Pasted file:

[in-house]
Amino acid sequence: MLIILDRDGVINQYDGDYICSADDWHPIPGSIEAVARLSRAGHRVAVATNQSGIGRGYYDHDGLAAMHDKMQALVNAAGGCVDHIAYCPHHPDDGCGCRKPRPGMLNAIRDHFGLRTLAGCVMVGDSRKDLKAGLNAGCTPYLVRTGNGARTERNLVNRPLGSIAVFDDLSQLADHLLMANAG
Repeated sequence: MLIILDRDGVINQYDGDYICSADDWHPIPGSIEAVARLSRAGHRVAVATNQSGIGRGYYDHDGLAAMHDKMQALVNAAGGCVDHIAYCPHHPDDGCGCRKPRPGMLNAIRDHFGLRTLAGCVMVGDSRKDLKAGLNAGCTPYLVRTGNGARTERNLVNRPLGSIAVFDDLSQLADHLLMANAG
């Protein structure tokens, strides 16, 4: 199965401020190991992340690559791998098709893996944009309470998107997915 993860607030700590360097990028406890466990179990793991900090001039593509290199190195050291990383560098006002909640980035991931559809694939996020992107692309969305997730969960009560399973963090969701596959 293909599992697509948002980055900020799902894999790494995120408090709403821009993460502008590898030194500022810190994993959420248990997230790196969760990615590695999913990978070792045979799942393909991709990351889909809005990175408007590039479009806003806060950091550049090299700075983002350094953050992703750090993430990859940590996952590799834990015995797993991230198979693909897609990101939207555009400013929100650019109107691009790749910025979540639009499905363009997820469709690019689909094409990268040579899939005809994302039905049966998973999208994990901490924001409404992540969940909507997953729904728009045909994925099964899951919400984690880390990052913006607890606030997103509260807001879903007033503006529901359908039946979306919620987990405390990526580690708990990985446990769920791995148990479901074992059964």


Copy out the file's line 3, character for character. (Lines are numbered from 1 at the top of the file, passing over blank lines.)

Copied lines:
Repeated sequence: MLIILDRDGVINQYDGDYICSADDWHPIPGSIEAVARLSRAGHRVAVATNQSGIGRGYYDHDGLAAMHDKMQALVNAAGGCVDHIAYCPHHPDDGCGCRKPRPGMLNAIRDHFGLRTLAGCVMVGDSRKDLKAGLNAGCTPYLVRTGNGARTERNLVNRPLGSIAVFDDLSQLADHLLMANAG